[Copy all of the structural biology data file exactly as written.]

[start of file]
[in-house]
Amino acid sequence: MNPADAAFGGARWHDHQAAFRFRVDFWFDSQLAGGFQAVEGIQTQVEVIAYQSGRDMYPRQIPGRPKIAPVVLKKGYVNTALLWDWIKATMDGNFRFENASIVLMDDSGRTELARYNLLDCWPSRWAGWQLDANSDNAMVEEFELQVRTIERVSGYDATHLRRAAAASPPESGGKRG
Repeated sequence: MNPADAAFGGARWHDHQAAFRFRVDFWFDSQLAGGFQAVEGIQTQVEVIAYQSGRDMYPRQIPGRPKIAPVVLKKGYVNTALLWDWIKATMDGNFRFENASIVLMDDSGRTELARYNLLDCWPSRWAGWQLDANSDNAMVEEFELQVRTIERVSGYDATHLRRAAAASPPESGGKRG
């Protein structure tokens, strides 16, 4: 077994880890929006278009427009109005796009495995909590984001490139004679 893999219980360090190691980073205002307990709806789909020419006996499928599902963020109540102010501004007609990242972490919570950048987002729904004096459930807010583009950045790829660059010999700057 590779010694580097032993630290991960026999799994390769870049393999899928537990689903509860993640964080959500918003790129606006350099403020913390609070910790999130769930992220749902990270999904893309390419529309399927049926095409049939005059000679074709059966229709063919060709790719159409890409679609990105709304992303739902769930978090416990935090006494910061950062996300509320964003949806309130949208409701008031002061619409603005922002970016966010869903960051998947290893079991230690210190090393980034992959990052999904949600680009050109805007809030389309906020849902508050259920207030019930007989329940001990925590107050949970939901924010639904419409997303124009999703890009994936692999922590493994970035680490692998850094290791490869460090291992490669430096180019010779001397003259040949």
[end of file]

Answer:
[in-house]
Amino acid sequence: MNPADAAFGGARWHDHQAAFRFRVDFWFDSQLAGGFQAVEGIQTQVEVIAYQSGRDMYPRQIPGRPKIAPVVLKKGYVNTALLWDWIKATMDGNFRFENASIVLMDDSGRTELARYNLLDCWPSRWAGWQLDANSDNAMVEEFELQVRTIERVSGYDATHLRRAAAASPPESGGKRG
Repeated sequence: MNPADAAFGGARWHDHQAAFRFRVDFWFDSQLAGGFQAVEGIQTQVEVIAYQSGRDMYPRQIPGRPKIAPVVLKKGYVNTALLWDWIKATMDGNFRFENASIVLMDDSGRTELARYNLLDCWPSRWAGWQLDANSDNAMVEEFELQVRTIERVSGYDATHLRRAAAASPPESGGKRG
């Protein structure tokens, strides 16, 4: 077994880890929006278009427009109005796009495995909590984001490139004679 893999219980360090190691980073205002307990709806789909020419006996499928599902963020109540102010501004007609990242972490919570950048987002729904004096459930807010583009950045790829660059010999700057 590779010694580097032993630290991960026999799994390769870049393999899928537990689903509860993640964080959500918003790129606006350099403020913390609070910790999130769930992220749902990270999904893309390419529309399927049926095409049939005059000679074709059966229709063919060709790719159409890409679609990105709304992303739902769930978090416990935090006494910061950062996300509320964003949806309130949208409701008031002061619409603005922002970016966010869903960051998947290893079991230690210190090393980034992959990052999904949600680009050109805007809030389309906020849902508050259920207030019930007989329940001990925590107050949970939901924010639904419409997303124009999703890009994936692999922590493994970035680490692998850094290791490869460090291992490669430096180019010779001397003259040949």